GSA Annual Meeting in Phoenix, Arizona, USA - 2019

Paper No. 131-2
Presentation Time: 9:00 AM-6:30 PM


DENNEN, Audria F., HUTCHINSON, Kimberly J., WENRICH, William C., MARTIN, Alice M., MECHAM, Ski L., ERNST, Brianna M., WARREN, Sondra M. and LUNDBLAD, Steven P., Dept. of Geology, Univ. of Hawaii at Hilo, 200 W. Kawili St., Hilo, HI 96720

The Koa`e fault system is located south of the Kīlauea volcano summit between the southwest and east rift zones of Kīlauea volcano. Six line-level survey stations lie across the Koa`e fault system. These stations were established by USGS-HVO in the 1990’s, and were monitored periodically over the last 35 years. Overall widening of the fault system at a rate of 1-2 centimeters per year has been documented within the fault system, with individual faults moving at rates averaging a few millimeters per year. After the 2018 eruption of Kīlauea, we remeasured vertical changes along these lines and complementary crack stations. New data from these stations establish a post-2018 eruption baseline for future deformation studies.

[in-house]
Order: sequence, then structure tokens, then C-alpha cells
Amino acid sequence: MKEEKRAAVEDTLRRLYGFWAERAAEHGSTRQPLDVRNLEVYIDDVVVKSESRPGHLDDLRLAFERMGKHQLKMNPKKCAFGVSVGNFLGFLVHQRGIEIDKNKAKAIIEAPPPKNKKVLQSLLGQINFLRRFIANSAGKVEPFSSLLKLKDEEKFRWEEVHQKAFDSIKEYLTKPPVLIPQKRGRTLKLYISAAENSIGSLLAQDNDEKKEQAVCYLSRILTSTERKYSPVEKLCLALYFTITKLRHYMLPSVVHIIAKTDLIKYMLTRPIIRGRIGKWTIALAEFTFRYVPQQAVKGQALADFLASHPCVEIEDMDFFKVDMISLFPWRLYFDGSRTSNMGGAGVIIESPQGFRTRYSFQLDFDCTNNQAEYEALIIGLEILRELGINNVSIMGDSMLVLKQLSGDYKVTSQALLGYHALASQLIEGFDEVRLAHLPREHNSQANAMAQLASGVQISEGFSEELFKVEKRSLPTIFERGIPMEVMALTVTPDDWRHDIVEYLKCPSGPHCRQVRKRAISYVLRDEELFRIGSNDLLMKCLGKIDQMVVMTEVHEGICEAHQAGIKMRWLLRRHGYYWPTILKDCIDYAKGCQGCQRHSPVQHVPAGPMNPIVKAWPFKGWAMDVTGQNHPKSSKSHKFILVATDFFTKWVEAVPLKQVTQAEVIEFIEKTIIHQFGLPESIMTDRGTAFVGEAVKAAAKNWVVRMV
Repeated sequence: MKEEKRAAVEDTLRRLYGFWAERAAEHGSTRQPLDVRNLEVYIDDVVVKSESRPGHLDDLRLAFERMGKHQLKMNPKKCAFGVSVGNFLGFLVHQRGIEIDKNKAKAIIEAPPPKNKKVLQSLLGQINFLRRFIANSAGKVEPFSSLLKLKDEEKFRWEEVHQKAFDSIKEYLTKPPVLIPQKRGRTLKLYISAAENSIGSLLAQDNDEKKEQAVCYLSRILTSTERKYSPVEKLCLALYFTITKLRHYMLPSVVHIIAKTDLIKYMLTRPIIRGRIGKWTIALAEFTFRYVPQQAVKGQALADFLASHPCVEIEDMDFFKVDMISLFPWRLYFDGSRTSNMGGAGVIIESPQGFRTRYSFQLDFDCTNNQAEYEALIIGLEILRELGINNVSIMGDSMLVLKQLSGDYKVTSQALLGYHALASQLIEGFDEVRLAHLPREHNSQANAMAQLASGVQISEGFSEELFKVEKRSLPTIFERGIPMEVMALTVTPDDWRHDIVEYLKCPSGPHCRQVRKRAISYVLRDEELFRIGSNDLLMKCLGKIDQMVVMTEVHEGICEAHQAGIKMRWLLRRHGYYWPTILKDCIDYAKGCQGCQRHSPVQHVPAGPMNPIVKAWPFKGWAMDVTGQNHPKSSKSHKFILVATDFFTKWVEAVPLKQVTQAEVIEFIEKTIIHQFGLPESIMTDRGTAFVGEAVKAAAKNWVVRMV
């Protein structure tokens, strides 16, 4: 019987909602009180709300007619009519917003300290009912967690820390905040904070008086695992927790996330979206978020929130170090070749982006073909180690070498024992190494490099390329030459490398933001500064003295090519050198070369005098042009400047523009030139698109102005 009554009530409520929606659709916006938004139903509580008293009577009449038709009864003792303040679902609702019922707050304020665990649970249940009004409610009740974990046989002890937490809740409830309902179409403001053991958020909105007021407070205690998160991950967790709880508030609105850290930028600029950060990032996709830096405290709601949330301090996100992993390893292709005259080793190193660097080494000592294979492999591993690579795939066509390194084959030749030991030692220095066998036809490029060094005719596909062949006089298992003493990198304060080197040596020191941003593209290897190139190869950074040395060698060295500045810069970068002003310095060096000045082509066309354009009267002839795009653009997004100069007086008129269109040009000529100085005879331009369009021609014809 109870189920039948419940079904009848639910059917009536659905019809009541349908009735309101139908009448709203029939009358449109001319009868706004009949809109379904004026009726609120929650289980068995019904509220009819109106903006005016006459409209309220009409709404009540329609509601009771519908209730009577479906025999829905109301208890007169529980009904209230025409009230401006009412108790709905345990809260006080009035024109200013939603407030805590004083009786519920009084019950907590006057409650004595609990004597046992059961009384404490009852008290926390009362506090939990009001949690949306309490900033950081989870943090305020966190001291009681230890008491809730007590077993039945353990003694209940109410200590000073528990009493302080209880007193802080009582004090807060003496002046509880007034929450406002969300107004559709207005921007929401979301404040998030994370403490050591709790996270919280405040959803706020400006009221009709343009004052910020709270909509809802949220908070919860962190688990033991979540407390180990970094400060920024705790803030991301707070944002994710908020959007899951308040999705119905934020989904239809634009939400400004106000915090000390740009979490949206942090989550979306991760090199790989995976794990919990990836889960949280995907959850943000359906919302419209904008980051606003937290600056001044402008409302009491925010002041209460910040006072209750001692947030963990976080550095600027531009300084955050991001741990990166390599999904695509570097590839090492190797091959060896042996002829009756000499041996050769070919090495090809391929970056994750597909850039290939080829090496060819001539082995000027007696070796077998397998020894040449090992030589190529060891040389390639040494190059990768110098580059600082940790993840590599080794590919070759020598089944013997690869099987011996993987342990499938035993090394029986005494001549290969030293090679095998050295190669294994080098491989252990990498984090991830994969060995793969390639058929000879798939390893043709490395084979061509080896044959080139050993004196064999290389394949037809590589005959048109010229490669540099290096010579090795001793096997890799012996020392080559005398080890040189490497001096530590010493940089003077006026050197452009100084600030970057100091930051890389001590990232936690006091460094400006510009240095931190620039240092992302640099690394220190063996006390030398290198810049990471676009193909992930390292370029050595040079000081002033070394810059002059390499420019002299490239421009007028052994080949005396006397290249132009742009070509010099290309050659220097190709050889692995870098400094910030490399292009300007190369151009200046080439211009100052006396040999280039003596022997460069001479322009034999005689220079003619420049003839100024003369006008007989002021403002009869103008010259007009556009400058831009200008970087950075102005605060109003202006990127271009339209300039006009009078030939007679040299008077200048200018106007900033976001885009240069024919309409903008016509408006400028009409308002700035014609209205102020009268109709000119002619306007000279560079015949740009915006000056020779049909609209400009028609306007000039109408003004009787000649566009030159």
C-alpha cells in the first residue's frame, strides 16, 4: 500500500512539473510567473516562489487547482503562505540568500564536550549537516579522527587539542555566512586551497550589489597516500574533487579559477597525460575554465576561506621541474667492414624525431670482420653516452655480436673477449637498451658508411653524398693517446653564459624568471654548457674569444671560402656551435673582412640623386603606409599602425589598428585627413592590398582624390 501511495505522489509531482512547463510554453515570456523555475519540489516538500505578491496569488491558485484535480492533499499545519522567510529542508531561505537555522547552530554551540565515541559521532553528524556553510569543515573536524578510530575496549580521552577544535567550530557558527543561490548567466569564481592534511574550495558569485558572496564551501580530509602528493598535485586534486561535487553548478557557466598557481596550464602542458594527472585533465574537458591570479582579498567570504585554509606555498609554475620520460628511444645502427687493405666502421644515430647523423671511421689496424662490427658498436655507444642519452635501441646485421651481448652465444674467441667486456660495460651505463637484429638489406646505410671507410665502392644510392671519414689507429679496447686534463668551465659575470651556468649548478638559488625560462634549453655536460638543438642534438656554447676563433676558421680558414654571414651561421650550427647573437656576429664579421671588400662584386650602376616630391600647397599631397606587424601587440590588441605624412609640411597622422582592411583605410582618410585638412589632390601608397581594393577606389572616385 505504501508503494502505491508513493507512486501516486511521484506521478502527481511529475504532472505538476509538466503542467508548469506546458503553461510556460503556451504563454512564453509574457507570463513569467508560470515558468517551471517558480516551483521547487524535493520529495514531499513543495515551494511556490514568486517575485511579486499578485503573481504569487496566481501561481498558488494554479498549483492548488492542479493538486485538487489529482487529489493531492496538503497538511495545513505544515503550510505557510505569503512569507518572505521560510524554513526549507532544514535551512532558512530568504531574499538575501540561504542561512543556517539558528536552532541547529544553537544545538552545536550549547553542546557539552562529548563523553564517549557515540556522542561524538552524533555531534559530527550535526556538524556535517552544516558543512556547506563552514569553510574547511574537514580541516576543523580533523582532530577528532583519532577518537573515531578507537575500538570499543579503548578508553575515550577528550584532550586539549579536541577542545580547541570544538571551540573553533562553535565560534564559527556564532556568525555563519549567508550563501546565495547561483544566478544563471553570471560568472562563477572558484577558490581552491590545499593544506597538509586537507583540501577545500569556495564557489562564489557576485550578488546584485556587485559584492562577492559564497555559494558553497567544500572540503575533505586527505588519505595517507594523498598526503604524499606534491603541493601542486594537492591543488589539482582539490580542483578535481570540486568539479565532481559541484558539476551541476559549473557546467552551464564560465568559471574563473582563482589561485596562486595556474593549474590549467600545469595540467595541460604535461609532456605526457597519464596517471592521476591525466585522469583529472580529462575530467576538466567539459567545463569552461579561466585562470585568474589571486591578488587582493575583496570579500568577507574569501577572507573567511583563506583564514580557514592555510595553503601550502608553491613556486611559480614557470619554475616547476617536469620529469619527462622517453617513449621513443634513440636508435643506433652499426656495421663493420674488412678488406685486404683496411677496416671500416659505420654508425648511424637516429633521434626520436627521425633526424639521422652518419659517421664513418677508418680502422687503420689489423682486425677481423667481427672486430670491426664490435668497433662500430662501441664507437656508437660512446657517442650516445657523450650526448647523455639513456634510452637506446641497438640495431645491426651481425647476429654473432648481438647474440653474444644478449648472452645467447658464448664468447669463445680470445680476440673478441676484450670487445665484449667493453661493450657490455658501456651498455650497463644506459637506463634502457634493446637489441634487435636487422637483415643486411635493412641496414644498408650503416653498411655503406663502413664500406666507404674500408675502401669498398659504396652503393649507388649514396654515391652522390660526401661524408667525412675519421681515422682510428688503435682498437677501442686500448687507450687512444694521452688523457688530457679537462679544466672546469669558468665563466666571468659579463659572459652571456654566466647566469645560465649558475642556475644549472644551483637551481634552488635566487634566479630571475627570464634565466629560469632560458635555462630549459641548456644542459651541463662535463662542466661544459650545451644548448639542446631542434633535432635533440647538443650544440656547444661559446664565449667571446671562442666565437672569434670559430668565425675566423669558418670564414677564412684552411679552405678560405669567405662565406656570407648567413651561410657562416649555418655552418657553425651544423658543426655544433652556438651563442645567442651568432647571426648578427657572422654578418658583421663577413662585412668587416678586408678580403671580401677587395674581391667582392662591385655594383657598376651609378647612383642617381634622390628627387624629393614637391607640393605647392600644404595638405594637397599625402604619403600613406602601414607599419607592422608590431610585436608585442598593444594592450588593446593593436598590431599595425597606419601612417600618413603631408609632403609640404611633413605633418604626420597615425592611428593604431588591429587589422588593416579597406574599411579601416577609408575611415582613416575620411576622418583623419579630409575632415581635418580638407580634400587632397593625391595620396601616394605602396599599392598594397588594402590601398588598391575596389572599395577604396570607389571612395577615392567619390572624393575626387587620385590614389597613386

The 2018 Kīlauea eruption was accompanied by an M6.9 earthquake and 62 collapse events (M5.0-M5.3) at Kīlauea summit from May to August 2018. This caused deformational change in the Koa`e fault system, an area already affected by southward creep and volcanic and seismic events. Leveling data collected from 1998-2015 were compared to the data collected during our post-2018 eruption field surveys. Our surveys used the same methodology as historical USGS-HVO surveys. Line-leveling of these stations in 2019 revealed significant vertical change across the Kulanaokuaiki Pali, the southernmost pali in the Koa`e fault system. Vertical displacement varied across the level line, and ranged from 2.2 cm - 18.5 cm, a significantly higher rate of change than the average annual movement.

Long-term creeping along the Koa`e fault system is augmented by abrupt high-deformation events such as those that occurred in 2018 along with intrusions in the neighboring east rift zone in 1965 and 1973. Kīlauea volcano’s southern flank undergoes significant deformation due to gravitational failure linked dynamically to magmatic intrusions. Our surveys provide a quantitative measure of this interaction along a well-defined zone of failure.